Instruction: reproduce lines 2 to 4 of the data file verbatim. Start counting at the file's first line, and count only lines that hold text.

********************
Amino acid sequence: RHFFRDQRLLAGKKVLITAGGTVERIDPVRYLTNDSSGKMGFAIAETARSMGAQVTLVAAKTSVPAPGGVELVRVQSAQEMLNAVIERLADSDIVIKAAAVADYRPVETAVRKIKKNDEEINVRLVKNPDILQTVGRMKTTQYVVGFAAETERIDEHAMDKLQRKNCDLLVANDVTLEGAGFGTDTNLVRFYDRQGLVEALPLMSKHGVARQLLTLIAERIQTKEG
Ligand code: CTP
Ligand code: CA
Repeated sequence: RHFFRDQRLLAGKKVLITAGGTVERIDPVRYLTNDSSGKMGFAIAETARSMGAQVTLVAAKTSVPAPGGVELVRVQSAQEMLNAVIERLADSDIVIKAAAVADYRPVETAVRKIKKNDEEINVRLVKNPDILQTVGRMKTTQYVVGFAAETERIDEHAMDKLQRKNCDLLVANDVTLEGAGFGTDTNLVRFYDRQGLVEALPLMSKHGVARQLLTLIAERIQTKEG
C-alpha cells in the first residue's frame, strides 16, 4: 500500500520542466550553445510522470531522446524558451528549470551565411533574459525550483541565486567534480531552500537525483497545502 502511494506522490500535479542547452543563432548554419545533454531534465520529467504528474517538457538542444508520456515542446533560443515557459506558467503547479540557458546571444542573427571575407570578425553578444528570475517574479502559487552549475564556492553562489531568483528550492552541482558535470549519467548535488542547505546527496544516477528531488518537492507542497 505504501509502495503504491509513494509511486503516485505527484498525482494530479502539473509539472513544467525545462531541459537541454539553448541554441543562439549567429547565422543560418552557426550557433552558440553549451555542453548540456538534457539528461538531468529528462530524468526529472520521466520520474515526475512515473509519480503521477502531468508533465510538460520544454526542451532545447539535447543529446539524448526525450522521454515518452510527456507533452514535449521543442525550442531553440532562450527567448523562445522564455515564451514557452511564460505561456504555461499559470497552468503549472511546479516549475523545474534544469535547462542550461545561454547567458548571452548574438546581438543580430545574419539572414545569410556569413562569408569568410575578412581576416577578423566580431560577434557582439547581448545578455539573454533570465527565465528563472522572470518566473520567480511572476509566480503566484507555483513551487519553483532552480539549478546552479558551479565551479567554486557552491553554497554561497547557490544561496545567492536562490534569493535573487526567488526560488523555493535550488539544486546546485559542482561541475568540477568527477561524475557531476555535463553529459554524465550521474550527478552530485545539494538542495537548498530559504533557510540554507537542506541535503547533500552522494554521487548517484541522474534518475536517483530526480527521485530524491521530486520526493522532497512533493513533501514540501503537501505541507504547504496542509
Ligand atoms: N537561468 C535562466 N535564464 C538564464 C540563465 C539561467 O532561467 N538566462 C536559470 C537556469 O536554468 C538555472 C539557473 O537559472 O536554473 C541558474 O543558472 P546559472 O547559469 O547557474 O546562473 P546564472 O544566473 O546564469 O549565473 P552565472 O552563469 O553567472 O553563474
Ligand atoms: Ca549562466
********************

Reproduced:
Ligand code: CTP
Ligand code: CA
Repeated sequence: RHFFRDQRLLAGKKVLITAGGTVERIDPVRYLTNDSSGKMGFAIAETARSMGAQVTLVAAKTSVPAPGGVELVRVQSAQEMLNAVIERLADSDIVIKAAAVADYRPVETAVRKIKKNDEEINVRLVKNPDILQTVGRMKTTQYVVGFAAETERIDEHAMDKLQRKNCDLLVANDVTLEGAGFGTDTNLVRFYDRQGLVEALPLMSKHGVARQLLTLIAERIQTKEG